I've detailed the shaping of the wing brim during the 15th century in the past over on this post, so I won't belabor it too much here. Essentially, the wings of the early 15th Century open hood jut outward from about the point of the ears, sometimes rather extremely. The early 15th Century open hood's brim, in general, is larger and more prominent than the diminutive brim seen between 1370 and about 1410 at the latest. At the other end of the evolution, in the middle of the century, the scale continues to enlarge and the wings begin to drop. Eventually, they become two bottom-heavy triangles flanking the face and basically sitting on the shoulders.

The other headdress worn by lower class women in the 15th Century is a particular type of veiling. Veils are a tricky topic in both the 14th and 15th centuries. The use of a veil has its origins in antiquity, but the concept of using a separate piece of material to form a draped covering over the head goes back to the Saxon times. The veil was used by women of all classes in a variety of ways throughout the middle ages, so even as upper class women began using the veil in combination with other headdress pieces (or not wearing one altogether), lower class women of the late 14th century still used the simple draped veil as a cheap option for covering their heads.

Detail of the June page, Tres Riches Heures du Duc du Berry, circa 1412.
When the open hood began to take over leading into the 15th Century, however, even lower class women began to abandon the classic draped veil. What appears to happen is that women at the lowest end of the social spectrum started distinguishing themselves even more between women who could afford a wool open hood, and women who could not. For those women who could not, the veil turned into a working class headdress that was no longer even remotely fashionable. These new low class veil styles should be considered more headwraps than veils.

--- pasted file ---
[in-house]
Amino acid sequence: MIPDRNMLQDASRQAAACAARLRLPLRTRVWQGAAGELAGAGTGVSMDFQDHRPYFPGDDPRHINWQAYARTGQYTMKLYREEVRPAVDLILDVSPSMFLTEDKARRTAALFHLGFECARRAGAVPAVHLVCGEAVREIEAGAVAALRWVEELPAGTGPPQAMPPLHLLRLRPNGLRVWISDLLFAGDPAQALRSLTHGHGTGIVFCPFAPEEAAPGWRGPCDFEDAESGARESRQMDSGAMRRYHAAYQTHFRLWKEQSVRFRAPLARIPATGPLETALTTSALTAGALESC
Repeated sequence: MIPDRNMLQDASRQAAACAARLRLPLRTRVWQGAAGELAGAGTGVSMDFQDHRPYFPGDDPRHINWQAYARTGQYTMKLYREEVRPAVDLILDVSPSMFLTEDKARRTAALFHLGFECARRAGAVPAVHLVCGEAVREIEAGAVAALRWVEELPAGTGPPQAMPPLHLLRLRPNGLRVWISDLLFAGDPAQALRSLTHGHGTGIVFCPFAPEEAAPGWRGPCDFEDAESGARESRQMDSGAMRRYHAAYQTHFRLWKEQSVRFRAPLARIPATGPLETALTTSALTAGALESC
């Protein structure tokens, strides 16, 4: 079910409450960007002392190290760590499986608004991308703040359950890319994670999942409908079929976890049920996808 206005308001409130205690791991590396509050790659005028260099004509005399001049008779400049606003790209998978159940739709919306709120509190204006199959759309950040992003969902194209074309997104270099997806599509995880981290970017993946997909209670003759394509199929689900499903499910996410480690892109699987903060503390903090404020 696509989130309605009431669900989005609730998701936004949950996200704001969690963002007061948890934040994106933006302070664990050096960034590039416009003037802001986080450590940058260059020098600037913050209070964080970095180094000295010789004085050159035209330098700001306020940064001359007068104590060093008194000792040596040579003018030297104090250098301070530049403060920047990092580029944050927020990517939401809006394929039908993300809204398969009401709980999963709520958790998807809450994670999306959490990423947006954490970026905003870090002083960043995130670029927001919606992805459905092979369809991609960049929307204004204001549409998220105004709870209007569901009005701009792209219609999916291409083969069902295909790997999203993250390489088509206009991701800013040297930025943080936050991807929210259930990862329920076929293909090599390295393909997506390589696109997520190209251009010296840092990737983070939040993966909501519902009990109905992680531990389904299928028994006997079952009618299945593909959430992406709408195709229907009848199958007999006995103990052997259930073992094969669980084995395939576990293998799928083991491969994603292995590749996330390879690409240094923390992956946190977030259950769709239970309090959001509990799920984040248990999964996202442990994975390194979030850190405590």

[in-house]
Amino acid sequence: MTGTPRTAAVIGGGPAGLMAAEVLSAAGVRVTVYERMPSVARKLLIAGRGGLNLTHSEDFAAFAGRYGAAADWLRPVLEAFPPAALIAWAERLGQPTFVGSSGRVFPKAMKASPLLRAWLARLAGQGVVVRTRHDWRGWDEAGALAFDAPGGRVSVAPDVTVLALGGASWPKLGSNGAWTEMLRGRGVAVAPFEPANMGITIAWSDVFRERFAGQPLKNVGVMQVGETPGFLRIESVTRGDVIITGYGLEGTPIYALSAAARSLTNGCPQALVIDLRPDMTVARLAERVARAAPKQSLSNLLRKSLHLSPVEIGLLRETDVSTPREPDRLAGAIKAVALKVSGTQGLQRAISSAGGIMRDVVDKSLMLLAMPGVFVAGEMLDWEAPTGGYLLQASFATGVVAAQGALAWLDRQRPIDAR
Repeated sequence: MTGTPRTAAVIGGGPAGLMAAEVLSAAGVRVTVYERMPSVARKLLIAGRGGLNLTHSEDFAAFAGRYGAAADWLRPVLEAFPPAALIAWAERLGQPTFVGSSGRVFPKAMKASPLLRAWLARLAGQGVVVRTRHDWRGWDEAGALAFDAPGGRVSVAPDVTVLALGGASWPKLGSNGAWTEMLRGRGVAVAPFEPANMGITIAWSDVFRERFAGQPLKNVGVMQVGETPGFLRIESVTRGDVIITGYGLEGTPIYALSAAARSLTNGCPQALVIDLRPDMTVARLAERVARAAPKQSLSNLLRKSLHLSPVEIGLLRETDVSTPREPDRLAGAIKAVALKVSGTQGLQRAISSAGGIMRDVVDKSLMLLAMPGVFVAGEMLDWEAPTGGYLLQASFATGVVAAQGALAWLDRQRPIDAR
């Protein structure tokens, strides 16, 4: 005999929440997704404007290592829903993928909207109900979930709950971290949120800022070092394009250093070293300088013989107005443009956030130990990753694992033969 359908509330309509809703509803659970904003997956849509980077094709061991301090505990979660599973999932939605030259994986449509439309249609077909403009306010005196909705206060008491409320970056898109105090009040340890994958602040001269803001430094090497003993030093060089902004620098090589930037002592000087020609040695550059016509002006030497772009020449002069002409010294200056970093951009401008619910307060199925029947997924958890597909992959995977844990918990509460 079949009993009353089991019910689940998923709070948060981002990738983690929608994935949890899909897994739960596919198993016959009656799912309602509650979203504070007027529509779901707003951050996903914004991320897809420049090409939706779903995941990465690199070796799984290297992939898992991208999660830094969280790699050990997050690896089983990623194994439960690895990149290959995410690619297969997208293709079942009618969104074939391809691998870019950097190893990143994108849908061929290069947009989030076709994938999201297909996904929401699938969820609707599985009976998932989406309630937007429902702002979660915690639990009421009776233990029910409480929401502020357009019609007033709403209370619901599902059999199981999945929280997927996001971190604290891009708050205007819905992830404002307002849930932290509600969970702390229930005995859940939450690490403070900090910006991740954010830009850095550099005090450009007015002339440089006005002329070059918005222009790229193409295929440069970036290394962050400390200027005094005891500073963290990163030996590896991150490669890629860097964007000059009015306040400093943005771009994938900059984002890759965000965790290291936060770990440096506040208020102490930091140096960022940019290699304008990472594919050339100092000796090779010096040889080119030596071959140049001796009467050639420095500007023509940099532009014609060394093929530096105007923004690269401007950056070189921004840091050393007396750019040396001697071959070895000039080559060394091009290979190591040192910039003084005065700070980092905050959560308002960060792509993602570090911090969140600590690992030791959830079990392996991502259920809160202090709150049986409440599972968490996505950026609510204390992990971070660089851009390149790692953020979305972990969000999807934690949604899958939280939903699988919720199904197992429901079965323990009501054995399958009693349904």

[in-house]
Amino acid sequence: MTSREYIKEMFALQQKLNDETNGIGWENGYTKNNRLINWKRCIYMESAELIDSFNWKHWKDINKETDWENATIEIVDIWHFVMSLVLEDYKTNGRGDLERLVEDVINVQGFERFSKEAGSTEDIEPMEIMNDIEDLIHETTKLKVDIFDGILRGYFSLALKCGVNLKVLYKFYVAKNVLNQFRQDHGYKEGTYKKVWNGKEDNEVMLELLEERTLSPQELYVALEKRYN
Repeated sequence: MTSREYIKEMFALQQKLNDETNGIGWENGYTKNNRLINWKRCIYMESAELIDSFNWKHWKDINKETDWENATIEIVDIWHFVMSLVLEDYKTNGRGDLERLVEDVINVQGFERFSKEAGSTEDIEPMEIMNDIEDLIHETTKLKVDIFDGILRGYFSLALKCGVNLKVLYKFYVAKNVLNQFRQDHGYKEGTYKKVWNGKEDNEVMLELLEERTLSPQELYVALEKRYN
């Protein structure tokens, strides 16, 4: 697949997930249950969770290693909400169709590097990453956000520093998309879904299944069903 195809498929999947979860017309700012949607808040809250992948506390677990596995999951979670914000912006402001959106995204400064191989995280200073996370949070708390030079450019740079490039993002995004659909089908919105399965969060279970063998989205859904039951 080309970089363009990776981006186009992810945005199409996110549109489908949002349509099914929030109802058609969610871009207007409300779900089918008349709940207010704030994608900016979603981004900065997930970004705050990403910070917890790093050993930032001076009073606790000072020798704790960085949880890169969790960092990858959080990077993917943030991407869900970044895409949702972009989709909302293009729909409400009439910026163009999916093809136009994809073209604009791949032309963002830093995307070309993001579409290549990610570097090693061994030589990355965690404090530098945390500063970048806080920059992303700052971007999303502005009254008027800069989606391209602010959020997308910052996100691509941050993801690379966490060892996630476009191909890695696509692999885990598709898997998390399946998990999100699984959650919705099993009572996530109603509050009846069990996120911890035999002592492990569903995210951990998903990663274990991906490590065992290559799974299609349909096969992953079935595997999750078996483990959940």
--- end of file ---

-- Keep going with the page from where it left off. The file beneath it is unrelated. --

Source | Source
 There are two versions that appear to be a function of the wearer's age more than anything else. The older low class woman wore the veil wrapped around the neck and shoulders, then over the head, either letting the corner of the veil hang loose on on side of the head, or tucking it in. Younger women wore the veil in a style that covered everything but the face in a tightly wrapped manner that included a turban-like band around the head. It is important to note that they two styles distinguished women as being at the bottom of society, so while pretty to our modern eye, they were by no means something a woman would have likely been proud to wear.

It becomes harder to figure out the fate of the veil in the middle of the 15th Century. When veils show up, it is often in some symbolic religious context. It's possible that the veil simply faded out from use as the hood became easier to obtain, and as other versions of white head coverings (such as the tailed cap) came into use. What is clear, however, is that once the plain draped veil stops being used at the end of the turn of the 15th Century, it doesn't come back.

So, that's the end of this series. I ended up stretching it out longer than I had planned, but I hope you found it helpful in pinpointing how to look more specifically early 15th Century, rather than ambiguously "late Gothic". 

No comments:

Post a Comment